The starting point for Graham Paarman’s cabin-like tree house in the famously beautiful wine region of Constantia in Cape Town was a particular spot he’d chosen on his family estate—a clearing among the trees overlooking four square reflection ponds. The estate has extensive landscaped gardens, a manor house and a number of dwellings and buildings arranged along the lines of a modern interpretation of a “Cape Dutch Werf ” or traditional Cape farmyard.
The architects Pieter Malan, Jan-Heyn Vorster and Peter Urry of Cape Town-based firm Malan Vorster Architecture Interior Design had worked on various buildings on the property for several years and, together with he garden designer Mary Maurel, had been instrumental in creating the quartet of reflection ponds in what had previously been a field of lavender.
The ponds seemed to bring a certain magic to the clearing, and galvanised. Graham’s decision to build a cabin there. He called on Pieter, Jan-Heyn and Peter to help him realise his vision for a tree house. “I always wanted something in the tree canopy,” says Graham. “I never wanted a building that was going to impose itself. I didn’t want something symmetrical. I hoped it would blend in and enhance its surroundings, and would invite the outside in.” And he wanted something small.
The “pure geometry of the square” prompted by the ponds became a “subliminal link,” as Jan-Heyn puts it, in the scheme they devised to bind together the various elements of the floating architectural interpretation of the forest that they envisioned.
To mediate the combination of inspirations for the tree house—the organic forms of the woods on the one hand and the sharp-edged squares of the ponds on the other—they turned to the works of celebrated modernist architects the likes of Louis Kahn and Carlo Scarpa. “There are certain geometrical ideas that they used that inspired us,” says Pieter. “We investigated a rigorous geometric framework that also allows a sense of freedom, curved flowing from straight lines, rectangular shapes that become drums and the celebration of the connections between different elements.”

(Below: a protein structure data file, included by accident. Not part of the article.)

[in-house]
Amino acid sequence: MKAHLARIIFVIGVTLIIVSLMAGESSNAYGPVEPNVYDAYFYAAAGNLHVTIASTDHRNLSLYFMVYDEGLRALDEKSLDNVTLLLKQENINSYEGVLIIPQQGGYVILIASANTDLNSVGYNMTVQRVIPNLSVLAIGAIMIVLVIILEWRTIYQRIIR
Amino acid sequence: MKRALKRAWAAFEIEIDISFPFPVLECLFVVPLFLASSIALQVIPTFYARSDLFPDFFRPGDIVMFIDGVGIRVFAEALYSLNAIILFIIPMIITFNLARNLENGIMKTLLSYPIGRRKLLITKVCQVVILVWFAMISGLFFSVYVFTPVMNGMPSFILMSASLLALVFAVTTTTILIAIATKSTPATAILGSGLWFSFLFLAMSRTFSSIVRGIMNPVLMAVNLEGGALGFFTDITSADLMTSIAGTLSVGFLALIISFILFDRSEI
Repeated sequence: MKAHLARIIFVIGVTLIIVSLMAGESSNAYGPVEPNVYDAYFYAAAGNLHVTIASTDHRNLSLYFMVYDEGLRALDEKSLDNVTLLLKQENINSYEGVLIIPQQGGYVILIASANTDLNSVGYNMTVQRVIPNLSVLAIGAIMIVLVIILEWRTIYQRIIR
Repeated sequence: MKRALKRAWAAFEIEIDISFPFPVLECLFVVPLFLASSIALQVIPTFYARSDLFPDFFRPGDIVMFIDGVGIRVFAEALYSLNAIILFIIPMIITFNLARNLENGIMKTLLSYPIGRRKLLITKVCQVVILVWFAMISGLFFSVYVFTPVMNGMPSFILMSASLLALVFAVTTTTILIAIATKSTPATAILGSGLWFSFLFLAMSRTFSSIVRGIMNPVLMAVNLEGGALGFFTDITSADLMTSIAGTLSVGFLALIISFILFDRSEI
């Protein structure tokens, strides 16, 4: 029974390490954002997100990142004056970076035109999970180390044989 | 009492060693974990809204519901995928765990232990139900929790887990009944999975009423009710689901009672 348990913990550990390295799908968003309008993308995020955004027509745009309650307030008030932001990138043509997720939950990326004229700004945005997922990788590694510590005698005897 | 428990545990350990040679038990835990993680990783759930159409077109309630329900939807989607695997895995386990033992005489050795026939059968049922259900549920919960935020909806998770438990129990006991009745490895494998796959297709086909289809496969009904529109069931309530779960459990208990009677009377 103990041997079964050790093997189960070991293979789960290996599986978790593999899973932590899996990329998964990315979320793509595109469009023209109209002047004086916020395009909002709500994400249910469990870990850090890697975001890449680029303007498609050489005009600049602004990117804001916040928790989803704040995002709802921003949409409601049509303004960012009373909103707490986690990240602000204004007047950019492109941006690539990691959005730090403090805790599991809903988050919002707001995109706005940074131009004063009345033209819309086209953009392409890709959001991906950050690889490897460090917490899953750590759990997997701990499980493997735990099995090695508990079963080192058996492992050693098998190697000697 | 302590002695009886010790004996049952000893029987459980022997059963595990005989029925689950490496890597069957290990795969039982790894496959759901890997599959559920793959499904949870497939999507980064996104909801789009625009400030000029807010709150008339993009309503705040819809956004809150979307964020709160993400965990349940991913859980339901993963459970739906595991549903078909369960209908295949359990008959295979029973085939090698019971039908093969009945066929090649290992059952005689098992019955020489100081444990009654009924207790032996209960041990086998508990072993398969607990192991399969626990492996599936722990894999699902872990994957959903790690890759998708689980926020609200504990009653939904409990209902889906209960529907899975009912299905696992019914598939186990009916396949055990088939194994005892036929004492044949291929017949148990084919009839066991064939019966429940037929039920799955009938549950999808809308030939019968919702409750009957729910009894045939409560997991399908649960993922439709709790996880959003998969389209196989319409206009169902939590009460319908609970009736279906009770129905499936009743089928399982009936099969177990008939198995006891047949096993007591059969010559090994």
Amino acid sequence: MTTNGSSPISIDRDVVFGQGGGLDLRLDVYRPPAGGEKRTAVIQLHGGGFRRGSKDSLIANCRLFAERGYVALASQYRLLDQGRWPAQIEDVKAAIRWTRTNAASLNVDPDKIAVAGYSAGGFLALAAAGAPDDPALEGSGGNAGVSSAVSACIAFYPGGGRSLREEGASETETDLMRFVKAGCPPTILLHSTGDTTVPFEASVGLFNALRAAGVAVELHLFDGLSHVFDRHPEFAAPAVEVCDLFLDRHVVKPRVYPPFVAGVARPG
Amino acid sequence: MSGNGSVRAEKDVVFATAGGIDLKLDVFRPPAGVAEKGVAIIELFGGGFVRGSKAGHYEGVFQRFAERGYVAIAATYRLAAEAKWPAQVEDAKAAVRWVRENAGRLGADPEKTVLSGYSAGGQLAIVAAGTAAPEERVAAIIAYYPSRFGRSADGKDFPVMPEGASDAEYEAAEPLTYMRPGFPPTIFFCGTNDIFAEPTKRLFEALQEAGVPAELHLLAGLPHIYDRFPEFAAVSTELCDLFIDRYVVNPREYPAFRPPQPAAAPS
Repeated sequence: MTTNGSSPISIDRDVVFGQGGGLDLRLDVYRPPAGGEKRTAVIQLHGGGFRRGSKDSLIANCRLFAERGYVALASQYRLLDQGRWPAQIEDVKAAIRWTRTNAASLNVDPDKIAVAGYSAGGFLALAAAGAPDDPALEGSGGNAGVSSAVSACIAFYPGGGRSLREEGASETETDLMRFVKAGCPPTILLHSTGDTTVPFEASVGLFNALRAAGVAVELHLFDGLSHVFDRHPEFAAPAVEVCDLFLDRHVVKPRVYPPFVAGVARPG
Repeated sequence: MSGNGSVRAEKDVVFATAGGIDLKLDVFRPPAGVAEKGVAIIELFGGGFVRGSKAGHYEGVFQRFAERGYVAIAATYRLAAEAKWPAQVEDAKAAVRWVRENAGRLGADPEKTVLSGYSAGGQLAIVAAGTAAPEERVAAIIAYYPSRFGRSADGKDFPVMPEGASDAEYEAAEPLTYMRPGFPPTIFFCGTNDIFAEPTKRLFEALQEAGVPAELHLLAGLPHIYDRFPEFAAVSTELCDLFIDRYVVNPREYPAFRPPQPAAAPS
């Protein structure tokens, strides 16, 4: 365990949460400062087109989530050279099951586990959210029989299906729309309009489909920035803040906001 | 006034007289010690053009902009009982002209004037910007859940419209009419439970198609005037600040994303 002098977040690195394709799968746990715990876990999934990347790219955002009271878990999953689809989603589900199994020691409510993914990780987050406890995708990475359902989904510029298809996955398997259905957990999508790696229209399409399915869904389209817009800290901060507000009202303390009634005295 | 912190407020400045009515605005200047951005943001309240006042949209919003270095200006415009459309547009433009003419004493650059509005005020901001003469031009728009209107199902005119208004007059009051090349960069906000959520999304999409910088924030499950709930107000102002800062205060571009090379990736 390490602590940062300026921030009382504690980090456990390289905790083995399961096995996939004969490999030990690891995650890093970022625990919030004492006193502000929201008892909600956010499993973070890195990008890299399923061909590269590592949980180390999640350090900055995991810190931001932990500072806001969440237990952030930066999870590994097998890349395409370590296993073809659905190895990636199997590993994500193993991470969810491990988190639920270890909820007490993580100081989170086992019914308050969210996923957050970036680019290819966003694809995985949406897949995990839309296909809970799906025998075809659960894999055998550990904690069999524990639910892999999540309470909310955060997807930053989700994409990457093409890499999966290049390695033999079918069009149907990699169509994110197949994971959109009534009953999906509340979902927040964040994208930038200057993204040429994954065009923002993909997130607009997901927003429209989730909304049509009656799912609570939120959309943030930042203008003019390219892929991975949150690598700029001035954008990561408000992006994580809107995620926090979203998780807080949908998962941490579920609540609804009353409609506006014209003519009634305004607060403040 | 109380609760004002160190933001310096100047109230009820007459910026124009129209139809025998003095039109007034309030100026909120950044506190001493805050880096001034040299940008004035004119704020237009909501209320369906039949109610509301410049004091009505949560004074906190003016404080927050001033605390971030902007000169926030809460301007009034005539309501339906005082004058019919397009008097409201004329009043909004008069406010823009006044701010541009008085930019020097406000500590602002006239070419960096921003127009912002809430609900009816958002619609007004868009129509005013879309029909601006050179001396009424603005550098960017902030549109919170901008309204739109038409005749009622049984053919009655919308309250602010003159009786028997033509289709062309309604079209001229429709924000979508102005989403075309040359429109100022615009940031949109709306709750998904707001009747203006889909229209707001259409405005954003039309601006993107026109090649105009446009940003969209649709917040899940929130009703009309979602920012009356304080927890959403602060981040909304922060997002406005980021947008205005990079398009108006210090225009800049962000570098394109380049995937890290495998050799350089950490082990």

So the tree house began its existence as a sketch of a square (the same size as one of the reflection ponds) divided into nine smaller squares, each the size of a reflection pool. Along the edges of each side of the square, four circles represented four trees, creating a floor plan resembling a pinwheel. Steel pillars, in groups of four, represent the trunks of the trees, and rings overhead suggest branches. Branch-like beams in turn support the floors above.
Each “tree” is of a slightly different height. “The tree that terminates at roof level became the circular drum for the staircase,” says Pieter. It leads to a rooftop deck, an entertainment space that is also a viewing platform looking over the beautifully landscaped gardens and, of course, the reflection ponds. Ascending the stairs feels a little like climbing a tree.
The rooms are arranged vertically: one living space per floor. The living area is on the first level, the bedroom on the next, and at the top, the open-air deck. At the same time, a double volume space makes for a vertical connection between the levels, and some of the rings extend beyond the edge of the almost imperceptibly square floor plate, creating cantilevered outside balcony spaces.
The structure is glassed-in and covered with a veil of vertical cedar wood slats. “They create privacy at certain points and articulate the building in others,” says Pieter. The lines they create echo the “verticality of the surrounding trees,” so the building blends beautifully with its surroundings. The staircase “drum” is the only really solid mass in the building. “We wanted the contrast between something that is completely open and one really solid volume,” says Pieter.